System Requirements

System requirements are hardware requirements as they pertain to a software program.

You know how you can’t run iTunes with Windows 95? That’s because iTunes has higher system requirements than Windows 95.

This set of requirements looks at aspects such as the computer’s:

  • Operating system
  • CPU
  • RAM
  • Available device space
  • External media (for instance, CD-ROMs)
  • Media hardware (like sound and graphics cards)

There are two sub-categories of system requirements: minimum and recommended. They’re exactly what they sound like.

Minimum requirements are the absolute least a software needs to run. Recommended requirements are what make for an optimal user experience.

When in doubt, give users the recommended system requirements.

Functional Requirements

Functional—or solution—requirements relate to the behaviors of a system—its functions. They’re things the system has to do. (You’ll see how they contrast with quality-of-service/non-functional requirements in a bit.) 

You construct them out of the following:

  • A specific number and name.
  • A short description of what the function requirement is.
  • The reason behind the function requirement.

How do you find out which behaviors you need? There are a couple of ways. One is to talk with stakeholders and other relevant parties.

The other is to know the policies of your business or organization. Either or both of these will tell you what your software needs to do.

Analysts might also implement use cases to determine which functions get brought into the software. Those instances usually look like this:

  • A stakeholder or a user requests a certain functionality.
  • The relevant engineers work on clarifying the details of the proposed functionality.
  • Analysts implement use cases to certify the proposed requirement.
  • Your team integrates the requirement if it is valid.

Quality-of-service Requirements

Quality-of-service (or non-functional) requirements refer to the holistic properties of a system. If functional requirements are the details, then non-functional requirements are the bigger picture. They are also known as qualities.

There are two types of non-functional requirements:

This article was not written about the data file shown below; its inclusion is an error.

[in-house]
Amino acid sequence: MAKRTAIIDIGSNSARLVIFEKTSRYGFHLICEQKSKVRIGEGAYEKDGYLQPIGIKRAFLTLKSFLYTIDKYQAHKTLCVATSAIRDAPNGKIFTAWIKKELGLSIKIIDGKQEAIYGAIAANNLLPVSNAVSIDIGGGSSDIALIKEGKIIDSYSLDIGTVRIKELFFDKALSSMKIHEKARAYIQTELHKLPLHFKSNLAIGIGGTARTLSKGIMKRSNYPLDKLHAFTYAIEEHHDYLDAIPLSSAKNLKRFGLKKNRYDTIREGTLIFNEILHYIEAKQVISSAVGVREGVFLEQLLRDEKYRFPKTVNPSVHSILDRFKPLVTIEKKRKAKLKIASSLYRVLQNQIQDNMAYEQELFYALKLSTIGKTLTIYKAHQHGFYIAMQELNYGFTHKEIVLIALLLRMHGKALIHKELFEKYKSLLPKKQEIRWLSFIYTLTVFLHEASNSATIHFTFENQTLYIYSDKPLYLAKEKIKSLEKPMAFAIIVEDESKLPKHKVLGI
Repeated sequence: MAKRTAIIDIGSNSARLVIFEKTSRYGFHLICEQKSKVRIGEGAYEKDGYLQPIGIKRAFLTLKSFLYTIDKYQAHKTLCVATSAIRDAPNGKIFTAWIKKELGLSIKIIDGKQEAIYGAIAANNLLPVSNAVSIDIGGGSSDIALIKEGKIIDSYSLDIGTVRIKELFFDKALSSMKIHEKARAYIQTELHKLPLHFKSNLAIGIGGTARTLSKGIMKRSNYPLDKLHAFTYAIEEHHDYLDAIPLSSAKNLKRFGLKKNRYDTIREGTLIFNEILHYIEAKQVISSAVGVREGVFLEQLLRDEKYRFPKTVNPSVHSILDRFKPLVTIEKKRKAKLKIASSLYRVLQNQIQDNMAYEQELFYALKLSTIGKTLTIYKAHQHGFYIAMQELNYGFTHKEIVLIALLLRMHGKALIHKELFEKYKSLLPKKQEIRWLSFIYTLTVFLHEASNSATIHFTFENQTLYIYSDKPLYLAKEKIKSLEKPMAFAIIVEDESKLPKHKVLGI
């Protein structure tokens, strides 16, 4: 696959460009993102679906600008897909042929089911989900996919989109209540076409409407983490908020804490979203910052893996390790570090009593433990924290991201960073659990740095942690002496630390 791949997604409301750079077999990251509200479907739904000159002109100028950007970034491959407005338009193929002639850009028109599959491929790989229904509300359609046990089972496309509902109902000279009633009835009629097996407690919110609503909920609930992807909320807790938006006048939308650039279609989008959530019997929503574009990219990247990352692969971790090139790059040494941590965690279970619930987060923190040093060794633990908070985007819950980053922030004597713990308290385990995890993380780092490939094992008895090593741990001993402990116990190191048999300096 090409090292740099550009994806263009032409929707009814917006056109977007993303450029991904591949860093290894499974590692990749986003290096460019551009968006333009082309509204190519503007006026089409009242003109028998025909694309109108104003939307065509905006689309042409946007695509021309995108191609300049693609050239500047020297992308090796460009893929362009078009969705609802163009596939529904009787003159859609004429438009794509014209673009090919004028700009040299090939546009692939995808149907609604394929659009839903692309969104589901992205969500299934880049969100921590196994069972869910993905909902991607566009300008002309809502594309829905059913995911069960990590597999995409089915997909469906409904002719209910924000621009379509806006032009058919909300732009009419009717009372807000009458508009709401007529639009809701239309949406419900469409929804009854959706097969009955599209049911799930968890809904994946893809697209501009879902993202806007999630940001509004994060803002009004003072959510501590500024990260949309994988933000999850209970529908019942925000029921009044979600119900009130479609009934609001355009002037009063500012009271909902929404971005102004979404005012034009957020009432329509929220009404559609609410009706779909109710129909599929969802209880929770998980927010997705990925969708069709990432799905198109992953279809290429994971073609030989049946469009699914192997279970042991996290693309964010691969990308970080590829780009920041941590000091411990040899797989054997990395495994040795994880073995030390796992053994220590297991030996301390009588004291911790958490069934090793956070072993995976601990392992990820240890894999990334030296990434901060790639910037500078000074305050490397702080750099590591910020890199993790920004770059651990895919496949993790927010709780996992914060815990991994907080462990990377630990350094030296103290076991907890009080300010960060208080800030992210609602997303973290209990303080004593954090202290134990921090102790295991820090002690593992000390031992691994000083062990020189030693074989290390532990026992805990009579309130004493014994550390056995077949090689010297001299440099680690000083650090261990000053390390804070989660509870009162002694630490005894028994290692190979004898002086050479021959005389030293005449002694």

• Execution qualities
  • Evolution qualities

Execution qualities are what you see while the software is running. Evolution qualities are what’s at play in the software at all times.

The ability to be used is a type of execution quality.

The ability to be tested is a kind of evolution quality.

There are various non-functional requirements a software can have. They include but are by no means limited to:

  • Whether or not the software is accessible
  • Whether or not it’s adaptable
  • Current capacity
  • Forecast capacity
  • Whether or not it’s certified
  • How efficient it is
  • How effective it is
  • The way users relate to it on an emotional level
  • If it’s safe to use
  • If it’s secure

Implementation Requirements

Implementation requirements are also known as transition requirements. These requirements are temporary. You need them only to get from one state to another.

Regulatory Requirements

Regulation requirements are aspects of the software put in place for regulatory reasons. These regulations may be:

  • Legal in nature (i.e., there because your software must comply with a given law)
  • Contractual in nature
  • Organizational in nature (i.e., there because of your organization’s standards)

What Makes a Good Requirement?

A lot goes into making a requirement good.

The engineering community agrees upon nine universal traits that make for a top-notch requirement:

  • It deals with a single issue
  • No details are left out
  • There is internal consistency
  • It is atomized (that is, you can’t express it as an and statement)
  • The requirement meets all relevant parties’ needs
  • Everything is up-to-date
  • The wording is exact and accessible
  • Everyone knows how necessary the requirement is
  • You know people can put it into action

Specifications: Keeping Everything Together in One Convenient Place

We’ve gone over what requirements are.

Now, it’s time to address specifications.

A specification is a document comprised of requirements.

Let’s go back to our table example from before.

Say you’ve decided on the following requirements:

  • 3 feet by 5.5 feet
  • Dining table
  • Oakwood
  • Dark brown

All of those requirements compiled together form the table specification.